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The British cities charging drivers clean air fines (and how to avoid them)

ULEZ
ULEZ

Like it or not, road charging is becoming a permanent feature of driving in Britain, as clean air levies on motorists have come into force in cities across the country.

The charges on older vehicles that create more pollution now operate for drivers of private cars in four cities, specifically London, Birmingham, Bristol and Glasgow, while Aberdeen, Edinburgh and Dundee will launch schemes next year. Oxford is currently trialling its own scheme on several of its streets.

Local authorities are required by law to keep nitrogen dioxide levels below a certain limit, but there are no national standards for how charging zones should be implemented, so the rules can vary significantly.

This can make them difficult to navigate – especially as more pop up around the UK – and fines for not paying can run to well over £100. Most schemes are managed by automatic plate recognition cameras, meaning there’s little chance of escaping the costs, even if you drove into the zones by accident.

Here, Telegraph Money details which clean air schemes are already in place, who needs to pay – and who can avoid the charges altogether.

How do I know if I need to pay?

Drivers should check where their car ranks on the Euro emission classification standards, which are used to judge how polluting engines are.

Websites set up to take payments for the schemes usually allow drivers to check whether they need to pay for their vehicle by entering a registration number. There is also a registration number checker on the Government’s website, which you can find here.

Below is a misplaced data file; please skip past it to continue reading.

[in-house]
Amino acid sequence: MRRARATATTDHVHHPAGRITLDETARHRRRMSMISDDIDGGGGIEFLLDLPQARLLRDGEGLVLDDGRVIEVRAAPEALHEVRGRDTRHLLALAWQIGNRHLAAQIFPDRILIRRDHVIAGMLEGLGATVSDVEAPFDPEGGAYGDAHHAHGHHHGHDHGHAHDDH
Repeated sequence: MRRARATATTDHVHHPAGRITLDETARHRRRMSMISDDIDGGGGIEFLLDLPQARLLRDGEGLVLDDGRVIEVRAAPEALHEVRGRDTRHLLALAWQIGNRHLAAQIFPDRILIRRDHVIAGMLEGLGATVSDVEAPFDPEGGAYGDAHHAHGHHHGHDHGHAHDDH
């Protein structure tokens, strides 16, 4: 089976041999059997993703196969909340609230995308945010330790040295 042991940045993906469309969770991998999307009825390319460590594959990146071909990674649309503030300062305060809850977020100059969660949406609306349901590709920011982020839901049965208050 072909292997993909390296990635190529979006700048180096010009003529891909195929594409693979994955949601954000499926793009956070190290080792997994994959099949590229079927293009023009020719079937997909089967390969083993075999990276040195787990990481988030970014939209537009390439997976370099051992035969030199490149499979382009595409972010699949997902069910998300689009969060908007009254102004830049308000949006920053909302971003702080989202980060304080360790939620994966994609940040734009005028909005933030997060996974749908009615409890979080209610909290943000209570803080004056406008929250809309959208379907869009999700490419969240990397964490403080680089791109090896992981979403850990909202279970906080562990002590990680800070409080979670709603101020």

Simply enter your registration number and select whether the vehicle is registered in the UK or elsewhere, confirm its details (assuming they’re correct), and you’ll be informed whether or not you’ll need to pay to enter any of the existing clean air zones.

Note that the answer you receive could change if new zones are introduced, or existing ones are modified in future.

The standards date back to the 1970s and have been carried over from when Britain was a member of the European Union.

Anything below Euro 4 for petrol and Euro 6 for diesel cars and vans, generally those registered from before 2006 and 2015 respectively, must pay to enter “Clean Air Zones” (Caz).

London Ultra-Low Emission Zone

London’s ultra-low emission zone (Ulez) is the largest and most expensive in the country.

It was expanded to cover the entirety of Greater London in August, causing ongoing controversy, and costs £12.50 every day – on top of the daily £15 congestion charge to drive in the city centre at certain times.

The charge operates 24 hours a day, seven days a week, and applies to private cars and motorcycles that do not meet ultra-low emissions standards.

You can pay the Ulez up until midnight on the third day following your car journey, or up to 90 days in advance.

A vehicle pollution tax in the same area as the congestion charge zone was announced by then-mayor of London Boris Johnson in 2015, with the date for its introduction initially set for 2020.